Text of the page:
Figure 1. Sperm membrane integrity (SMI) via HOS staining at 2, 4, and 6 hours of incubation with the 6 mM melatonin, which shows different degrees of swelling of the human sperm tail (A-D). Sperm with a normal plasma membrane by the tail bent (B-D), and sperm with a damaged plasma membrane by the tail without swell (A, ×1000 magnification).
 MDA levels assay
According to Buege and Aust's method with some modifications, the HOS test was performed to measuring MDA levels (20). In this method, MDA reacts with thiobarbituric acid (TBA) and they produce a combination of orange color that set the stage for observing rays with a wavelength of about 532-535 nm. The first, TCA (Trichloroacetic acid)-TBA-HCL (Hydrochloric acid) reagent (15% w/v TCA, 0.375% w/v TBA and 0.25N HCl; Merck KGaA) was blended (2:1) with sperm suspension. Then, the samples were placed in a boiling water bath for 15 min. Then, after taking the samples from the bath and cooling, they were centrifuged for 10 min. Next, after the supernatant removal, their adsorption was read via spectrophotometry in the presence of Blank. Finally, MDA concentration was calculated by the extraction coefficient that is 1.56×105 M-1 Cm-1 (18, 19).
Ethical consideration
Current study was carried out in agreement with ethical laws under No: IRANKMU.REC.1394.37 of the medical ethics committee of Arak University of medical sciences. It should be noted that oral consent was received from all volunteers.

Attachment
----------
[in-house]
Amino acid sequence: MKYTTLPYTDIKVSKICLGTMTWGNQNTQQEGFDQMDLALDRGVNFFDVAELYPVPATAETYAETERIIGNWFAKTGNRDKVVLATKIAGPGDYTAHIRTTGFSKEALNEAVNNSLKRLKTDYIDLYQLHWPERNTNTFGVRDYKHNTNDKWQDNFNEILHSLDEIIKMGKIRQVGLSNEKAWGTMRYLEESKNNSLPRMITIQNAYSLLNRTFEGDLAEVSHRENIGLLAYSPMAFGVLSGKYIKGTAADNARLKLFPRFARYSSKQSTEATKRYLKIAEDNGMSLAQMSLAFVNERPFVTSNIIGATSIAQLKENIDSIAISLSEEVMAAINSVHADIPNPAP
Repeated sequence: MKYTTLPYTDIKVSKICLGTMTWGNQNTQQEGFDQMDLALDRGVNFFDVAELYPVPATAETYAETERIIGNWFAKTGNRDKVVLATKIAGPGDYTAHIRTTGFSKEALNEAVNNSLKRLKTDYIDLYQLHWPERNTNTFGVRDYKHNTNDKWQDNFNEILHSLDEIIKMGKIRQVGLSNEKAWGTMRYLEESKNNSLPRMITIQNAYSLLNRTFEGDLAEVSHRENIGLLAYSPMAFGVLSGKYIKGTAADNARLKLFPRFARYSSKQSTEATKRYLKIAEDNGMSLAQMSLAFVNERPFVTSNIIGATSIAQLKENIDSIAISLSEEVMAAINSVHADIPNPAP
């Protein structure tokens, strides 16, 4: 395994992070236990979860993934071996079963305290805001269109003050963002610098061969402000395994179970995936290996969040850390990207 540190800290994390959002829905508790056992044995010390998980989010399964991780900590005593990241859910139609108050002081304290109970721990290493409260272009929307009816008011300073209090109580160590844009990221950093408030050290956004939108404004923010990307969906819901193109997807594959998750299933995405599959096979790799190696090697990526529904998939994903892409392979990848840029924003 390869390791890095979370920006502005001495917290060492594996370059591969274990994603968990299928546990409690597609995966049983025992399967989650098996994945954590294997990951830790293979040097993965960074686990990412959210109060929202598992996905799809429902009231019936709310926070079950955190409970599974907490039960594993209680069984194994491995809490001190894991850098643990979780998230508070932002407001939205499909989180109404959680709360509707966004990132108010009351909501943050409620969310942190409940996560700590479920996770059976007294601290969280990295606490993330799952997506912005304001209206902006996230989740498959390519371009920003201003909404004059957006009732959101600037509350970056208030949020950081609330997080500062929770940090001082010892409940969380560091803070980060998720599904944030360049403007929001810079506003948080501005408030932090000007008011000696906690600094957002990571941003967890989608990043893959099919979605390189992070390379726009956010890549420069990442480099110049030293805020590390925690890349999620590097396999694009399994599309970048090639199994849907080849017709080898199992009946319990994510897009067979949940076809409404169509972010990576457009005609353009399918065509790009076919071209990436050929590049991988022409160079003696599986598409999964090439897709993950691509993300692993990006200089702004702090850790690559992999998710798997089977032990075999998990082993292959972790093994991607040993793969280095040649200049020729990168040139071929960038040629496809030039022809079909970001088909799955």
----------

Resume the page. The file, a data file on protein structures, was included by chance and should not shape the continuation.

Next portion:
Statistical analysis
Statistically, measurements of data were carried out via SPSS software (Chicago, IL, USA; SPSS 16). Moreover, for the comparison between time intervals, repeated-measures ANOVA was used, also for comparison between the control and L-carnitine groups, an independent t-test was used (data were significantly considered with means ± SE and P < .05; 2).
Total sperm motility assay
In the control group, the total sperm motility significantly decreased after 2 hours. Although the comparison of the total sperm motility in the melatonin group at different incubation times showed a significant increase at 6 hours compared to the control group (fig 2).

Figure 2. The effects of melatonin (6 mM) on the total sperm motility at 2, 4, and 6 hours of incubation. Mean ± SD, P<0.05. *P<0.048 and **p<0.001, a significant difference in the control group at different time. ●p<0.001, significant difference in the test group versus the control group at different time.
Progressive sperm motility assay
As illustrated in fig 3, in the control group, the progressive sperm motility significantly decreased after 2 hours. However, the comparison of the progressive sperm motility in the melatonin group at different incubation times showed a significant increase at 6 hours compared to the control group.